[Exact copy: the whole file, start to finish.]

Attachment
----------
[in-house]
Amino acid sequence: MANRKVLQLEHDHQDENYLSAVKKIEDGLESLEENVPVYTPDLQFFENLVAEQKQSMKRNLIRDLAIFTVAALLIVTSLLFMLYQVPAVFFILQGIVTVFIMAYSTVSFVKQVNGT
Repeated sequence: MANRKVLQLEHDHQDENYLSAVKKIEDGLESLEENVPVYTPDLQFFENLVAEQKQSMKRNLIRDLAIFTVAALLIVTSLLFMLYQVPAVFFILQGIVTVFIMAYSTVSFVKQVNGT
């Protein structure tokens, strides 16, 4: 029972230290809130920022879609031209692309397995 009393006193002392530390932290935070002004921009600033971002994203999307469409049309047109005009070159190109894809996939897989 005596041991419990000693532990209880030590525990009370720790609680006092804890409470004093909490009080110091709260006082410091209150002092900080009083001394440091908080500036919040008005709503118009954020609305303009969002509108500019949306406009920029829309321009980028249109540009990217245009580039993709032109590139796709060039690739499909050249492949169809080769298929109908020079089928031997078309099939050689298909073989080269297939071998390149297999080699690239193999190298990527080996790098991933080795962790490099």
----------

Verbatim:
[in-house]
Amino acid sequence: MANRKVLQLEHDHQDENYLSAVKKIEDGLESLEENVPVYTPDLQFFENLVAEQKQSMKRNLIRDLAIFTVAALLIVTSLLFMLYQVPAVFFILQGIVTVFIMAYSTVSFVKQVNGT
Repeated sequence: MANRKVLQLEHDHQDENYLSAVKKIEDGLESLEENVPVYTPDLQFFENLVAEQKQSMKRNLIRDLAIFTVAALLIVTSLLFMLYQVPAVFFILQGIVTVFIMAYSTVSFVKQVNGT
């Protein structure tokens, strides 16, 4: 029972230290809130920022879609031209692309397995 009393006193002392530390932290935070002004921009600033971002994203999307469409049309047109005009070159190109894809996939897989 005596041991419990000693532990209880030590525990009370720790609680006092804890409470004093909490009080110091709260006082410091209150002092900080009083001394440091908080500036919040008005709503118009954020609305303009969002509108500019949306406009920029829309321009980028249109540009990217245009580039993709032109590139796709060039690739499909050249492949169809080769298929109908020079089928031997078309099939050689298909073989080269297939071998390149297999080699690239193999190298990527080996790098991933080795962790490099």